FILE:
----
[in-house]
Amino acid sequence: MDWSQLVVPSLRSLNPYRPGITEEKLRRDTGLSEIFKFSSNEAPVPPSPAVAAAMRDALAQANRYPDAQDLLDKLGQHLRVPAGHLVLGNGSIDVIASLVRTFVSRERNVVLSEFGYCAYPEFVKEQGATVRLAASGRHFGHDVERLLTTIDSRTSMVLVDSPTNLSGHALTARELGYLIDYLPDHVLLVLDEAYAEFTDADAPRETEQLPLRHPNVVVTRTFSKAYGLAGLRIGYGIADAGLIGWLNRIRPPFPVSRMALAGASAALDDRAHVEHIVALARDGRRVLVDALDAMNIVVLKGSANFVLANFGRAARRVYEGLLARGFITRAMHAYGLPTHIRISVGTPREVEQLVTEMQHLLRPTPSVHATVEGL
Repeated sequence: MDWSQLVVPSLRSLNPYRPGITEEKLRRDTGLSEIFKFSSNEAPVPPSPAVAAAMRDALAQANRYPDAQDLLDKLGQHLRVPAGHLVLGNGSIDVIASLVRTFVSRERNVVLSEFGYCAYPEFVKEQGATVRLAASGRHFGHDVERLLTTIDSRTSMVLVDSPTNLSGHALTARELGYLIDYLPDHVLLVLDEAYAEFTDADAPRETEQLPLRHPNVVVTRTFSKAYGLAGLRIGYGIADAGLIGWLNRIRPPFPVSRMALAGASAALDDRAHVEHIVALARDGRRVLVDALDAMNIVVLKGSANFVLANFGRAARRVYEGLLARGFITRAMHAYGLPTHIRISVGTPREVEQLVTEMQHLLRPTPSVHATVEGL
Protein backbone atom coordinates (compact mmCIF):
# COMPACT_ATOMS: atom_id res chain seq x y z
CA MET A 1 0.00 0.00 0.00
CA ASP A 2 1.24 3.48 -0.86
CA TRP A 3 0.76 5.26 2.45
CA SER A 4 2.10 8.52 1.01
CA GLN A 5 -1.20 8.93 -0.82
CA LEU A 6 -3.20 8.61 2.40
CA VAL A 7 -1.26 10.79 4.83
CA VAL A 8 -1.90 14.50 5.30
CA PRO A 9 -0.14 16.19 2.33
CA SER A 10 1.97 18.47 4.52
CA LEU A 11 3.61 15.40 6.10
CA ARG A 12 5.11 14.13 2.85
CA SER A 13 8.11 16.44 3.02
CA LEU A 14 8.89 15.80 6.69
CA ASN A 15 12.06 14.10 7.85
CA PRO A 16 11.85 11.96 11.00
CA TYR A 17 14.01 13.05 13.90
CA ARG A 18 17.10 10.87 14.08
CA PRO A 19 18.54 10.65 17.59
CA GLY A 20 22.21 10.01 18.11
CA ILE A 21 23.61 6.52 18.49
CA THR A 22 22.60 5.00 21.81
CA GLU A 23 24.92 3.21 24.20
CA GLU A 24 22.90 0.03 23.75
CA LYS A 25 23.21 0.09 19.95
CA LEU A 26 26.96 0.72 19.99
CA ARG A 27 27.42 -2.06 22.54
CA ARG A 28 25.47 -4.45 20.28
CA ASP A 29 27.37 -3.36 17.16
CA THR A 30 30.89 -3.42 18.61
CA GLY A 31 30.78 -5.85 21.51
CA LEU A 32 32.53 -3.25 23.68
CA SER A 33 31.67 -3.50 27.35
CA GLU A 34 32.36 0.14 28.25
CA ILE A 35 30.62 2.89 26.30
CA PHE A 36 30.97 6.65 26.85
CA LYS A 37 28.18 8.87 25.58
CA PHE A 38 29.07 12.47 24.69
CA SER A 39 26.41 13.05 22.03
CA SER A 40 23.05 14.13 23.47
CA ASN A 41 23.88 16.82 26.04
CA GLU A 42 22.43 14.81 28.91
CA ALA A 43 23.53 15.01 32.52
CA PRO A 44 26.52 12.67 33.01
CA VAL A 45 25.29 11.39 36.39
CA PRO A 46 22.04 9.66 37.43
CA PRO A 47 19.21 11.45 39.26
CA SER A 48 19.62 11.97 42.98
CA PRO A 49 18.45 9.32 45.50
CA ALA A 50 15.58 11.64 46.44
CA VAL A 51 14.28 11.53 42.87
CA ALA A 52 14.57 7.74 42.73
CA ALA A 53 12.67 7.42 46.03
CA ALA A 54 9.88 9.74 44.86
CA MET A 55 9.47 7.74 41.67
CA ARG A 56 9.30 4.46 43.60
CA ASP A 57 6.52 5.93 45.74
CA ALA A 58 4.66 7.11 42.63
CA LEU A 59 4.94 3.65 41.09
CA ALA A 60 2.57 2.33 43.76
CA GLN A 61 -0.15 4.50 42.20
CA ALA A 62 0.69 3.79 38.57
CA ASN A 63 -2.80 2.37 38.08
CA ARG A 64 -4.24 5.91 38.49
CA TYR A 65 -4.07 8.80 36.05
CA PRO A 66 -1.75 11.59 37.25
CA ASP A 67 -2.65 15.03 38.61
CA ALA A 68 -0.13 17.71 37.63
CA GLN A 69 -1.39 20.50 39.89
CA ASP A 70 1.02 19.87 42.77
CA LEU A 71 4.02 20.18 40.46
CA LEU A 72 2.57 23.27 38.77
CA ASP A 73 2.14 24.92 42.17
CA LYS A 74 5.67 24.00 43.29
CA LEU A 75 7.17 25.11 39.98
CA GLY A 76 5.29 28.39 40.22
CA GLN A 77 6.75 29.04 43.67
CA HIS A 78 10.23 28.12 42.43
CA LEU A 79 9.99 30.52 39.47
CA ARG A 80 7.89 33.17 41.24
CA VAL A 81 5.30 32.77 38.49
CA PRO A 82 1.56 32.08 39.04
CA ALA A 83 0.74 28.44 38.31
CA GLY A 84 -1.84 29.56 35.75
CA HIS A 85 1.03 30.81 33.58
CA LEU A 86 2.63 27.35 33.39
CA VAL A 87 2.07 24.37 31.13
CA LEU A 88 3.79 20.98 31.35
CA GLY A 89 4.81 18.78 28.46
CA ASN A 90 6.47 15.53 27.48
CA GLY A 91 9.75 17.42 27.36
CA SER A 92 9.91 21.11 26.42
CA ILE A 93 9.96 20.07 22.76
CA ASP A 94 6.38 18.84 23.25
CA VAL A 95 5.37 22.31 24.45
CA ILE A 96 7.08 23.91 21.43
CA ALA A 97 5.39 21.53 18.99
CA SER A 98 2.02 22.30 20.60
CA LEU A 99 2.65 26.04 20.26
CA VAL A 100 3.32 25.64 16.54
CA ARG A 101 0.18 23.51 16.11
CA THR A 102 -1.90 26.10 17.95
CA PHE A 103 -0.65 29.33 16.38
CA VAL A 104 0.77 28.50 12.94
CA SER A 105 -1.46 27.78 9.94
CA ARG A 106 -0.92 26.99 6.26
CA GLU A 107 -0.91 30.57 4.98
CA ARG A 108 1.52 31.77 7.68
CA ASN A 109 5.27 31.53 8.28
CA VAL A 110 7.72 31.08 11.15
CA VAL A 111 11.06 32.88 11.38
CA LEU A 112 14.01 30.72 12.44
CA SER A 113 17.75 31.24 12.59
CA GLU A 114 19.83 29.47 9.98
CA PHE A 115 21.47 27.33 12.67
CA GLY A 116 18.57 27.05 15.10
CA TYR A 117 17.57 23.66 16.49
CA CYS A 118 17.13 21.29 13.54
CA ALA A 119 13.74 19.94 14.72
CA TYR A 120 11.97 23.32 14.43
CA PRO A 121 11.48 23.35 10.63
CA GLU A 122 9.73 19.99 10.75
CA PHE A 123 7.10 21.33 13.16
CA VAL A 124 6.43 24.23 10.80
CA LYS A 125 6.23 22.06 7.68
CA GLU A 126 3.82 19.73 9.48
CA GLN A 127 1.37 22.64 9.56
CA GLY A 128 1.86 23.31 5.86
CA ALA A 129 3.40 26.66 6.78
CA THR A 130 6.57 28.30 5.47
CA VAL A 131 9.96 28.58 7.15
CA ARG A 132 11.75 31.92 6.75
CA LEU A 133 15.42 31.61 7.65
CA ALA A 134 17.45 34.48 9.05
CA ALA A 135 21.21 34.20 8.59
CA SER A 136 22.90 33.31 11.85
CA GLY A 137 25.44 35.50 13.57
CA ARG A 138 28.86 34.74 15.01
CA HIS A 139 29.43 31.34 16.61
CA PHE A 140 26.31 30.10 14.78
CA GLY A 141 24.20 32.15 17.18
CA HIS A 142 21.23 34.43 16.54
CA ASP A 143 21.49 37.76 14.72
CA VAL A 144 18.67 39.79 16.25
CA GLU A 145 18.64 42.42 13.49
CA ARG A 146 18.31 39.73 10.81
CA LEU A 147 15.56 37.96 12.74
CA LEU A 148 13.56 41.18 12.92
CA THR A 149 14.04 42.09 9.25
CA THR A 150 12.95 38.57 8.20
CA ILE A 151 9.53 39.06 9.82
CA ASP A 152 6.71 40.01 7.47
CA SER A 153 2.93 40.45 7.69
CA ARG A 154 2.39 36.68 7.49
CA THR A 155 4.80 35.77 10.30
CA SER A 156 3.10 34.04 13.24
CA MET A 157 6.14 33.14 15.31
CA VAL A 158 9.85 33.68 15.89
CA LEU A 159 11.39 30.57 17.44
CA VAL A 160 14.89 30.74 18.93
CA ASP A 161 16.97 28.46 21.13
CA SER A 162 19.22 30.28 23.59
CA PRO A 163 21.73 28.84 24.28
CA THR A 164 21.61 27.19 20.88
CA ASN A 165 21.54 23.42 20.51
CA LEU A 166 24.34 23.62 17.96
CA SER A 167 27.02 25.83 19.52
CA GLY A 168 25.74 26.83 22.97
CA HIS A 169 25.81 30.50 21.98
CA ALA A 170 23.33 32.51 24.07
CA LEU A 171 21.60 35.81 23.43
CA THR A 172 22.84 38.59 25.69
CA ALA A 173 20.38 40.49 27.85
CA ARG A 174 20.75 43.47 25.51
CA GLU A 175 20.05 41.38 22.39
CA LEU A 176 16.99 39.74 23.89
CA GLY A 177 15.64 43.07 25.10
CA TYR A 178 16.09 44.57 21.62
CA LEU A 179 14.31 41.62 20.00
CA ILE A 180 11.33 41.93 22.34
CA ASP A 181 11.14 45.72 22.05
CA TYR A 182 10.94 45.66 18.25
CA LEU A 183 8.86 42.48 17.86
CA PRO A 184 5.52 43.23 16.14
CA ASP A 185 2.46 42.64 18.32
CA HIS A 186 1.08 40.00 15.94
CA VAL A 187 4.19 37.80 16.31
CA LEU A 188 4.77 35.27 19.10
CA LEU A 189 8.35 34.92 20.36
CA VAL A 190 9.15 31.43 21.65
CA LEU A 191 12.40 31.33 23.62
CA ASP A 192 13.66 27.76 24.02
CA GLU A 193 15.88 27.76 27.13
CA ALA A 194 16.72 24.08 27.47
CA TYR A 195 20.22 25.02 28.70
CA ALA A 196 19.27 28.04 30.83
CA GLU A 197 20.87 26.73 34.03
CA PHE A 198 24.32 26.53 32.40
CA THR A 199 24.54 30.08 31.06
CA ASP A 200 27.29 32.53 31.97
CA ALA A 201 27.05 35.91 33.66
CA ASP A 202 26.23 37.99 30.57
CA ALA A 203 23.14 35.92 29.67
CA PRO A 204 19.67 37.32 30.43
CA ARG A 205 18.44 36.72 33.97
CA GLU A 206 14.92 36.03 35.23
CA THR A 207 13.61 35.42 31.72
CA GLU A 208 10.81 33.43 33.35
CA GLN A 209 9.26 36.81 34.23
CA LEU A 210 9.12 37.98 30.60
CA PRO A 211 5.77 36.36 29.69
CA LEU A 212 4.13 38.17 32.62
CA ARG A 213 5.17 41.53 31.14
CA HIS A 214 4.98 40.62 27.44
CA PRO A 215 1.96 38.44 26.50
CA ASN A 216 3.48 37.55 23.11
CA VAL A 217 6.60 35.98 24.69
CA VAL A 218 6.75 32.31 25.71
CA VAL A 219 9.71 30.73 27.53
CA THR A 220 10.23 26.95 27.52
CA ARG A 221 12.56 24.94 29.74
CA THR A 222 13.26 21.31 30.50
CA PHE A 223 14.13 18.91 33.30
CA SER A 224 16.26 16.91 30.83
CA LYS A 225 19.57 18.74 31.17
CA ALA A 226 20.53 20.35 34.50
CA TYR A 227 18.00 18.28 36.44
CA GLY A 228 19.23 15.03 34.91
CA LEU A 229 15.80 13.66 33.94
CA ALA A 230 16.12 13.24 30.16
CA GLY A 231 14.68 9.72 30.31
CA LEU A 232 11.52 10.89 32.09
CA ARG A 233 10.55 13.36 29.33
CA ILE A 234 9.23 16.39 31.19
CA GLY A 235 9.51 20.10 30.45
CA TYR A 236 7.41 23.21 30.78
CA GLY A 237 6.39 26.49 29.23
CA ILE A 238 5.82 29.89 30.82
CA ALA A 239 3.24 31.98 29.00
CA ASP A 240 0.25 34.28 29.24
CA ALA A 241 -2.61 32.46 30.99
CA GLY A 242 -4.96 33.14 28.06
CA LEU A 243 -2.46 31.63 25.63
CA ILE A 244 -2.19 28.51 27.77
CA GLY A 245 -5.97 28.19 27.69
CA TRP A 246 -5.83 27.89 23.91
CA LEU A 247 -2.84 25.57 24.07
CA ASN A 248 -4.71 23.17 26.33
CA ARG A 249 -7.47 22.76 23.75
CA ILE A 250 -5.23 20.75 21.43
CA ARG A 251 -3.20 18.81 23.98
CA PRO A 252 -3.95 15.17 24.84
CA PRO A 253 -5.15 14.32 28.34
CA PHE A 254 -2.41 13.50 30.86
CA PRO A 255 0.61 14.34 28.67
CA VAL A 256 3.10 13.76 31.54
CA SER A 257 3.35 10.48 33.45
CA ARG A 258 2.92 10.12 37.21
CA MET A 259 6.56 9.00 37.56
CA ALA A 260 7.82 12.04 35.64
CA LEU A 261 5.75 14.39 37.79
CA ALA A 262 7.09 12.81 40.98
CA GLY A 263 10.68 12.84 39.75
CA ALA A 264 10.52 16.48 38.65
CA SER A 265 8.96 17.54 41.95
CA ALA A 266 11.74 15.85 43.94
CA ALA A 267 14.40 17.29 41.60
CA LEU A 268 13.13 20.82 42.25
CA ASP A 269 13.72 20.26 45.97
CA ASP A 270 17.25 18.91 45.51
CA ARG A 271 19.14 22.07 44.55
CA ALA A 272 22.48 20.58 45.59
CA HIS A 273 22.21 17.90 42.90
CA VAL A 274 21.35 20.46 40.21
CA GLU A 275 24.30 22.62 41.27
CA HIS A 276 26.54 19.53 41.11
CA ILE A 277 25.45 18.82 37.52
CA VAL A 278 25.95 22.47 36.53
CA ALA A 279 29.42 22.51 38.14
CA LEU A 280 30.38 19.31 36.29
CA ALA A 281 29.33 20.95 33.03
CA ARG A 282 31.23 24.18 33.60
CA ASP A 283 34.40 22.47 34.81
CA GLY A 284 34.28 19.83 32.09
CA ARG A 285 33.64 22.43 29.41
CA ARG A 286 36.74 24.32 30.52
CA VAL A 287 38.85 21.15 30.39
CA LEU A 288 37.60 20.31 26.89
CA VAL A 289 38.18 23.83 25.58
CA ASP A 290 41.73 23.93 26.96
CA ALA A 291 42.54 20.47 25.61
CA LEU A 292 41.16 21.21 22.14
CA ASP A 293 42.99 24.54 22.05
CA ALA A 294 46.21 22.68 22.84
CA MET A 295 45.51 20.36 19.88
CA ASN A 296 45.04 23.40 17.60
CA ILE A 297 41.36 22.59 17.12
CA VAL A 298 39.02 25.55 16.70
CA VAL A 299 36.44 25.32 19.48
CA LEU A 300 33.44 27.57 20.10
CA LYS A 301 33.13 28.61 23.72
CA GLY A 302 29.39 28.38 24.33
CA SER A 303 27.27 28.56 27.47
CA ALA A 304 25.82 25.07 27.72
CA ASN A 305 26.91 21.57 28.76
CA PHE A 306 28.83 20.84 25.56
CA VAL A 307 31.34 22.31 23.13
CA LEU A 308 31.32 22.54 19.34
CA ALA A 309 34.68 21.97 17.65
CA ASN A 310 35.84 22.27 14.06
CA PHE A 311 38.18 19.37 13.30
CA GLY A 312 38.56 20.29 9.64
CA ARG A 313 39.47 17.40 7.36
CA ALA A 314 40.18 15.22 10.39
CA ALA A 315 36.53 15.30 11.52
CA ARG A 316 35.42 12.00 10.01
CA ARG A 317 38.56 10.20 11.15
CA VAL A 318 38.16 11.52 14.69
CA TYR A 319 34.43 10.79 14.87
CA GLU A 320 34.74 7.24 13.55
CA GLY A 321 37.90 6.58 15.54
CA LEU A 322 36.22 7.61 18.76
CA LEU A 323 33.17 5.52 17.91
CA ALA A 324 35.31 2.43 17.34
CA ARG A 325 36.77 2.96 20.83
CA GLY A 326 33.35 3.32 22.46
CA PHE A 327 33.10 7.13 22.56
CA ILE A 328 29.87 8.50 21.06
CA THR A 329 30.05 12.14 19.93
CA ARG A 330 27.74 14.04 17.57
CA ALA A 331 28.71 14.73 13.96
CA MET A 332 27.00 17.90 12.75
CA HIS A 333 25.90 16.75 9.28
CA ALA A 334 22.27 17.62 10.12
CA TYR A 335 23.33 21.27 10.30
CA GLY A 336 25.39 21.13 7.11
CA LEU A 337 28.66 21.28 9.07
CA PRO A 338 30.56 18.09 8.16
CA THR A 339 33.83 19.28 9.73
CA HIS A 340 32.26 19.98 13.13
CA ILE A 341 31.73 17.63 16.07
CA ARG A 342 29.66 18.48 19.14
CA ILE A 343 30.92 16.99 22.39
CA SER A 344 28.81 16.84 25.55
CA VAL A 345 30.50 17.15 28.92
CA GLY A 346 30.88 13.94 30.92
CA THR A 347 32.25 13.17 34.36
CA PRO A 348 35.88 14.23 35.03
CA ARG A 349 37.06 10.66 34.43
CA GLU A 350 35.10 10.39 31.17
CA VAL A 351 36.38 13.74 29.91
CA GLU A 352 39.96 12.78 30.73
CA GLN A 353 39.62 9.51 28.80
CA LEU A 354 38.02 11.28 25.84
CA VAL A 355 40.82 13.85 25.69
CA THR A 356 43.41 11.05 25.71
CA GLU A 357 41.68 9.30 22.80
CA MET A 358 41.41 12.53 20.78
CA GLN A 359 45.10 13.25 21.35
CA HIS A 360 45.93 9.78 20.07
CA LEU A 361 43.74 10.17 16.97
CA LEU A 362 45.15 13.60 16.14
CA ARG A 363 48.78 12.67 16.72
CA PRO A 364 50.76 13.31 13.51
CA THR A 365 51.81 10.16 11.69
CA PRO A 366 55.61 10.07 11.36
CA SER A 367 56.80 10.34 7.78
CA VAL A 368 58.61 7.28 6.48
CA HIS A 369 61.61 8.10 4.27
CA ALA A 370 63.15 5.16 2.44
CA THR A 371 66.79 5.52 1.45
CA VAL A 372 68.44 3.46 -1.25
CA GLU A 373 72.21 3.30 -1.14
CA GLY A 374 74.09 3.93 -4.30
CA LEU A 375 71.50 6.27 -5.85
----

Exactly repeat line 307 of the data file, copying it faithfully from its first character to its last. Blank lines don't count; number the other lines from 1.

CA GLY A 302 29.39 28.38 24.33